WIPO Open Forum on the Draft Substantive Patent Law Treaty (SPLT)

Download Report

Transcript WIPO Open Forum on the Draft Substantive Patent Law Treaty (SPLT)

AIPLA Teleconference 09-22-11
AMP v. US PTO: Section 101 and
DNA Sequence Patents
Joshua D. Sarnoff
DePaul U. College of Law
25 E. Jackson Blvd.
Chicago, IL, 60604
[email protected]
Court of Appeals Holding and Opinions
Petition for Rehearing
Additional Concerns
Questions (afterwards)
Court of Appeals
• Majority Lourie opinion – focus on eligibility as novelty
alone -- structural differences and covalent bond-breaking
as distinguishing “isolated sequences” and cDNA from
products of nature and “purified” chemicals
• Moore concurrence – focus on function rather than
mere novelty of structure: “Even though an invention did
not previously exist in nature in exactly the claimed state,
however, does not automatically mean it is patentable
subject matter.”; cDNA sequences “are the creation of
man’ and ‘have a distinctive name, character, and use,
with markedly different chemical characteristics”; isolatd
DNA sequences that include ‘most or all of a gene’ only
based on settled expectations/extensive property rights
Court of Appeals
• Bryson dissent – cDNA claims eligible; isolated DNA
inelgible – rejected that chemically cleaving covalent
bonds “turns the isolated genes into ‘different materials,’”
any more than collecting portions of a wild plant “by
chemical means or by scissors’ makes the portion a
‘human-made invention’”; “the structural differences [of
isolated DNA] . . . are irrelevant to the claim limitations,
to the functioning of the genes, and to their utility in
their isolated form. . . . Indeed, that identity of function
in the isolated gene is the key to its value.”
• Moore comment: Judge Bryson’s analogy to the
eligibility of a baseball bat based on selection of the parts
of the wood would similarly apply to these sequences
Court of Appeals
• Failure by all judges to appreciate the existence (as
products of nature) of cytoplasmic, isolated and excised
single-stranded sequences and to provide useful guidance as
to when new functions warrant treating identical or similar
novel creations as eligible inventions
• Fractured opinions reflects continued uncertainty
• Method claims invalid – unanimous holding; the
“comparing” and “analyzing” claims “claim only abstract
mental processes” and “Limiting the comparison to just the
BRCA genes or … to just the identification of particular
alterations, fails to render the claimed process patent eligible”
• Distinguished claims from Prometheus – administering and
determining steps transformative; Claim 20 of ‘282 eligible
– a method of drug screening using BRCA1 altered cells
Rehearing Petitions – Denied
• Plaintiffs’ argue that the majority and concurrence
improperly relied on structural difference (novelty)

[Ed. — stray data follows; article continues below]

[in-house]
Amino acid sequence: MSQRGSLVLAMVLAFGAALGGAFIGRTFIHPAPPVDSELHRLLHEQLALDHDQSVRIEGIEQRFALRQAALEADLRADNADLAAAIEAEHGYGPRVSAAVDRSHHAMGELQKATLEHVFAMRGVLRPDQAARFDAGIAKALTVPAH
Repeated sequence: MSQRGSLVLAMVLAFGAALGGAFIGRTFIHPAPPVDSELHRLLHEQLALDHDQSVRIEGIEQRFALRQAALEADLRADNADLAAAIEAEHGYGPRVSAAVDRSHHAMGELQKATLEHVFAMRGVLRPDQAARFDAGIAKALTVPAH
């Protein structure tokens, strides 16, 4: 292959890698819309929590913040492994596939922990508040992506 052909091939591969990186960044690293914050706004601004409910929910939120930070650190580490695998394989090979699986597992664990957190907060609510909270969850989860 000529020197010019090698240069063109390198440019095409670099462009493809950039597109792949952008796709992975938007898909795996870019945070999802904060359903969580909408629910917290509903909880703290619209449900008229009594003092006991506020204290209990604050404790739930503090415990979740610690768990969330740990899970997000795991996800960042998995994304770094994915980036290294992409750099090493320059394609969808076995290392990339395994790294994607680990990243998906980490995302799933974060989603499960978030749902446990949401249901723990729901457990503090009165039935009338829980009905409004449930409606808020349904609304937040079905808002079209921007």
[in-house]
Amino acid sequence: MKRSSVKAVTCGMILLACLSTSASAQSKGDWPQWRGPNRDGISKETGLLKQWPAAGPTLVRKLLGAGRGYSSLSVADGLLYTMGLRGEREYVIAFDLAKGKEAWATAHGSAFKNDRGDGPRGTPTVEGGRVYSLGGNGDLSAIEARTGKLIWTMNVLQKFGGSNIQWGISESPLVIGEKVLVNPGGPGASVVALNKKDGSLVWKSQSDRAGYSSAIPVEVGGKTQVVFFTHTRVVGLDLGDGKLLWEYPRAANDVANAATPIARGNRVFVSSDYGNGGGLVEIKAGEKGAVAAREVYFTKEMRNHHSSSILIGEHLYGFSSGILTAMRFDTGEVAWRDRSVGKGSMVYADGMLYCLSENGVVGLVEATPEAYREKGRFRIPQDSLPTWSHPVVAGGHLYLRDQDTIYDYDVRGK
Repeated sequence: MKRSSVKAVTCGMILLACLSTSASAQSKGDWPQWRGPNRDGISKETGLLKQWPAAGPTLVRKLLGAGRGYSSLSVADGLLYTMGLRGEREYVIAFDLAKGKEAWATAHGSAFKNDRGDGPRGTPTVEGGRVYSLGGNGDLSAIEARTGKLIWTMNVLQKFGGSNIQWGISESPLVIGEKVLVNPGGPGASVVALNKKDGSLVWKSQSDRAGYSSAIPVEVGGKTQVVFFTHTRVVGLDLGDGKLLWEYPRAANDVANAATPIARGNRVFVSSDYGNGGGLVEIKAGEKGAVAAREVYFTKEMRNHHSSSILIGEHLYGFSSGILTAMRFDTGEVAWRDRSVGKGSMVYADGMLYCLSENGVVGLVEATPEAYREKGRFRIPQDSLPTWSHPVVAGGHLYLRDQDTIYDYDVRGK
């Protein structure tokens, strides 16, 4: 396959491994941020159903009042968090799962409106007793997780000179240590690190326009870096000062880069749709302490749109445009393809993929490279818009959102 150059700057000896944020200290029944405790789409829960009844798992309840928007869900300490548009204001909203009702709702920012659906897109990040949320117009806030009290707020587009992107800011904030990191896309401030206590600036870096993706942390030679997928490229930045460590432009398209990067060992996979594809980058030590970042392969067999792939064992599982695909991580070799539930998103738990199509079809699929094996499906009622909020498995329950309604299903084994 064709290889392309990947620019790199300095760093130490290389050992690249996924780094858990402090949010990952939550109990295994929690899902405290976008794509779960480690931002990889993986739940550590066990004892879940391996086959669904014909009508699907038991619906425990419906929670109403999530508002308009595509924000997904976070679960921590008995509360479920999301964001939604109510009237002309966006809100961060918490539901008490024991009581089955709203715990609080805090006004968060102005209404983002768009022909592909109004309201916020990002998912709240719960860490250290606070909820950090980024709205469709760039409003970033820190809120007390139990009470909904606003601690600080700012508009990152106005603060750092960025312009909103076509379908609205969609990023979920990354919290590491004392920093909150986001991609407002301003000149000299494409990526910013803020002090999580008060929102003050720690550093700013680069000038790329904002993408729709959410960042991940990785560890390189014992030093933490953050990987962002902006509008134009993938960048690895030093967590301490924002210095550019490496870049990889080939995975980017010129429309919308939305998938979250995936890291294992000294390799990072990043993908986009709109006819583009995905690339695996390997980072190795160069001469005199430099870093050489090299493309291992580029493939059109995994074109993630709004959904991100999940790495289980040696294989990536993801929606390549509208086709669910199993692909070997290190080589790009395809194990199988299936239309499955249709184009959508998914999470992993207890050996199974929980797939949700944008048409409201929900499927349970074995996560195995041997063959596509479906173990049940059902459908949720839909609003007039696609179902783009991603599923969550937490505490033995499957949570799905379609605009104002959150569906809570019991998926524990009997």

rather than functional similarity, and that similar
chemical structures exist
• Plaintiffs’ argue that organizational standing exists for
Am. Coll. of Medical Genetics (based on Dr. Ostrer’s
membership) and for Ellen Matloff, Yale, based on
conversations with Myriad
• Defendants argue that the case is moot because Dr.
Ostrer has moved from NYU and any communications
were directed at NYU and not Ostrer personally
• Defendants ask for dismissal without vacatur
Additional Concerns
• How much of what kind of functional change should be
sufficient – Ansonia “non-analogous use” standard and 101
• Relationship to Prometheus “determine and infer” claims –
does prior treatment and data gathering make a difference?
• Relationship to constitutional concerns – will Golan v.
Holder make any difference (withdrawing knowledge from
the public domain)?
• Non-doctrinal concerns – should we have these kinds of
patents (and likely inability to restrict their eligibility by
legislation; pressures for experimental use and compulsory
licensing for particular conduct)
Asserted Harms of Medical
Groups/Patients Plaintiffs
• BRCA1 and BRCA2 restrictive licensing, high costs, foregone
research, clinical, and diagnostic activity:
• Failure of Myriad and prohibition on others to perform
known tests for additional mutations (¶89)
• Inability to obtain independent lab. second opinions (¶90)
• Specific people who cannot afford the $3000 test (¶93)
• Although Myriad has occasionally permitted research on
BRCA1 and BRCA2, it has no policy of and has not publicized
doing so and researchers have been chilled from performing
research on these and other genes with which they may
interact (¶¶97-98)
• Myriad will only permit other labs to perform testing to a
very limited extent (¶99)
• District Court recited allegations but did not resolve facts
Conclusions & Questions
• Continued controversy over proper approach to 101
• Fine scientific distinctions that may not match public
values regarding what should/should not be eligible
• Failure to consider prior art treatment of ineligible
discoveries (Law Professors Amicus in Prometheus)
• Controversy will be further fueled by recent
legislative treatment of tax liability methods as prior
art for sections 102 and 103 in the new patent act
• Uncertain conclusions on certiorari
• Resurrection of constitutional claims if decision
affirmed and case is not moot
• Questions? (afterwards)